Epiphanies come sometimes in the midst of terrible pain. They come in ordinary situations…not always in front of cameras, or when important people sit down for summits and proclamations. The latest flare up in Gaza was ignited by the torture and murder of three Israeli boys. A few days later a Palestinian boy was kidnapped, tortured and murdered. Rockets started flying through the sky, tanks started invading. Violence snowballed from there, galloping out of control. That’s been the main show on TV every day for weeks.
But there are other stories, smaller stories, that don’t hit the mainstream media. Something important happened the week after those boys were killed. Parents of one of the three Jewish boys who was murdered, met with parents of the Palestinian boy who had been murdered. Yishai Fraenkel, the uncle of the murdered Jewish boy said, “…the life of an Arab is equally precious to that of a Jew. Blood is blood and murder is murder, whether that murder is Jewish or Arab.” People, in the midst of great pain, walking in other people’s shoes. Realizing, “My pain is not unique.” Jew and Arab are both suffering. This violence must end.
This week I read the memoir of Izzeldin Abuelaish, a physician from Gaza who has a remarkable story. The book is titled “I Shall Not Hate: A Gaza Doctor’s Journey”. He grew up in terrible poverty as a refugee in Gaza, but the kindness of individuals, both Arabs and Jews, encouraged him to become a doctor. As a doctor, he dedicated his career to nurturing life. Nurturing the lives not just of Palestinians, but also Israelis. During the last uprising in Gaza, three of his daughters and his niece were killed in a tank attack on his home.
It is a riveting and harrowing and inspiring story. Abuelaish lived through so many atrocities, he was surrounded by hatred and revenge. Yet he chooses not to hate. He has become an ambassador for peace. He writes, “I understand down to my bones that violence is futile, a waste of time, lives and resources, and has been proven to beget more violence….There’s only one way to bridge the divide, to live together, to realize the goals of two peoples.”(p. 174 of “I Shall Not Hate”) So much of his work involves trying to get people to put themselves in their enemies’ shoes. He tells his story so that people can put themselves into the reality of people living in Gaza. To feel their pain.
Abuleish, somehow, is able to stick his head out through the fog of hatred and revenge, and get a glimpse of the larger meaning of things. His faith in Allah, the love of his family, his community, his friends and colleagues, both Arabs and Jews, all give him a leg up, all let him stand on their shoulders, to keep his eyes on the power of love.
I think it’s an epiphany that the world is waiting for, longing for, desperate for. We can feel that hatred and revenge are the most powerful forces on earth. But in fact it’s the power of love which triumphs, and is stronger than any hate.
This is a picture I took of the separation wall between Israel and the West Bank. I was struck by the words “Love Wins” The kingdom of God is all around us, available to everyone at every moment. Jesus came to earth to tell us about that love, and no hatred, no power on earth was stronger than the power of that love. Nothing we could do could make Jesus hate us. He died on the cross loving us. At the beginning of his life, and at the end, in the midst of murder, an epiphany. God is with us. Love wins. Love is stronger than evil.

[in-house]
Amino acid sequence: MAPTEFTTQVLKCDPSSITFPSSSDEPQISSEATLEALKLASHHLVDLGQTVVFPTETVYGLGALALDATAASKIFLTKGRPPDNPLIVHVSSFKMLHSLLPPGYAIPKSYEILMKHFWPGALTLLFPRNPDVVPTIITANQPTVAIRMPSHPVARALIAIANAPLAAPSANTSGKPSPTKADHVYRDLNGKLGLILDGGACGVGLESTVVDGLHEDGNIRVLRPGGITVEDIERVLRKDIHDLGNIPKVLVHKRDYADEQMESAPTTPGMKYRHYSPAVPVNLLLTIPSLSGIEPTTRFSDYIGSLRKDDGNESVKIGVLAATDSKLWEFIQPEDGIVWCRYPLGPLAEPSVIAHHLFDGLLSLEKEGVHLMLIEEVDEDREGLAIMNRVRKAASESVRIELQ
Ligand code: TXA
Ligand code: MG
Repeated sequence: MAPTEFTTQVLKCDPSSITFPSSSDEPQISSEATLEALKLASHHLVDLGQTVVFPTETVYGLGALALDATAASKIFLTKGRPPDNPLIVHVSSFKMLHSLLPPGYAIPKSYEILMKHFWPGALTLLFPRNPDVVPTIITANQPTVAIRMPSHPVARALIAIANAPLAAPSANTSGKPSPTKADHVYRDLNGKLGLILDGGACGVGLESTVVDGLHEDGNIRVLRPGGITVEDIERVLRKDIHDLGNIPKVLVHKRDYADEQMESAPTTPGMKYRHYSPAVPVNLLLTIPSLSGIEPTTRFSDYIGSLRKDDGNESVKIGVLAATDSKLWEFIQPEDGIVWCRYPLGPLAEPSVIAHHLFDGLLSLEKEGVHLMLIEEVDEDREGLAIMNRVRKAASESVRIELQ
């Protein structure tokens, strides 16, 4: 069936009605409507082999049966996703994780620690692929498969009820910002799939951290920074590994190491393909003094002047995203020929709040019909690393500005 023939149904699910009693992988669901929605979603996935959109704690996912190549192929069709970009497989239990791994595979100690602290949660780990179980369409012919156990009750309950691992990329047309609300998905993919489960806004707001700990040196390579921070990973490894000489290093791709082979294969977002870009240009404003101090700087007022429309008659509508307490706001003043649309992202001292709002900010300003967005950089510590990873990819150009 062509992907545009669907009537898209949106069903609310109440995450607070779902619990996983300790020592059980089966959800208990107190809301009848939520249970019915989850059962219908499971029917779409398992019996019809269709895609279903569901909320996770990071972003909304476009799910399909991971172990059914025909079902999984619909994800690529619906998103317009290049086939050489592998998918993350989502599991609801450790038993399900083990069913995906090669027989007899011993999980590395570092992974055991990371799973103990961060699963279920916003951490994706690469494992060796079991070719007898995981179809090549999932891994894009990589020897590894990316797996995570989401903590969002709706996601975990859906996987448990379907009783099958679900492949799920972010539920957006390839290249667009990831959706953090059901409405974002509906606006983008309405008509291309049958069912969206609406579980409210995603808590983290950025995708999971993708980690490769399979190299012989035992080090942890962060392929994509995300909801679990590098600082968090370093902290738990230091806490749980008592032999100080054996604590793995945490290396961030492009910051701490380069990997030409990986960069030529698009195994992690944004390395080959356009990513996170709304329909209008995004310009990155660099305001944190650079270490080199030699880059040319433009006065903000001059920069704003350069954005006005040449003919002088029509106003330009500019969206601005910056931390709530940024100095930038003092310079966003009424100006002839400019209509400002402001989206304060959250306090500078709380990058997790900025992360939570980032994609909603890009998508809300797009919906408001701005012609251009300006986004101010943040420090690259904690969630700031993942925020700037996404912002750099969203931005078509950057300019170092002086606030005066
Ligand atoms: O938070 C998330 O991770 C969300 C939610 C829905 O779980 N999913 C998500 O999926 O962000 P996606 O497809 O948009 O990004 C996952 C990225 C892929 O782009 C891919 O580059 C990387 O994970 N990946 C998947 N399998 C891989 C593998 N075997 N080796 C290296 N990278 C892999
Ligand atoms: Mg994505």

What does epiphany mean for us this week? For me, it means that I don’t descend into hatred. I don’t hate Israeli or Palestinian. I see pain on both sides of a political struggle. I am praying for peace and reconciliation.
Epiphany also means that I don’t divorce myself from the pain that is happening in this conflict. Jesus came and lived in our dangerous world, he didn’t run away from us. I am tempted to run away. Just turn the page or turn the channel and sarcastically say, “Not my problem. Middle east peace? Good luck with that!” Instead, I choose compassion because that’s the path that Jesus taught. That’s part of my strategy in comparing Gaza to Edmonton this morning. I wanted you to try on for size the shoes of the people of Gaza. To feel the pain of the parents in Gaza seeing their families blown up and their homes destroyed. To feel the pain of Israeli parents, who fear random rocket fire, and that their children will be killed or scarred for life by serving in the military.
Epiphany means I don’t descend into despair. There is a way through even the most complicated political quagmires, a way to peace. It comes when people, in the midst of great pain, turn to each other and see that we are all in this together.
Epiphany means that I realize the dangers of racism, the dangers of “us and them” thinking, and that our own society is not immune from terrible violence. I am called by Jesus to be scrupulous in my thinking and my actions, to not perpetuate hatred, but to promote love.
It’s a dangerous world. A newborn baby in a bed of hay, twinkling stars, a message of peace. So beautiful. There are soldiers on the way, with sharp swords. There will be blood and tears in Bethlehem. Blood and tears thirty years later in Jerusalem. There is blood today in Israel and Gaza. Epiphany is that it’s God’s world, and that means it’s a hopeful world. Out of every bloody murder, we are given opportunities to change, to say no to violence, to work for peace.
God give us strength to do that work, and to pray for our conflicted and suffering brothers and sisters in Israel and Gaza.
A sermon preached
at Lendrum Mennonite Brethren Church
by Carol Penner
July 27, 2014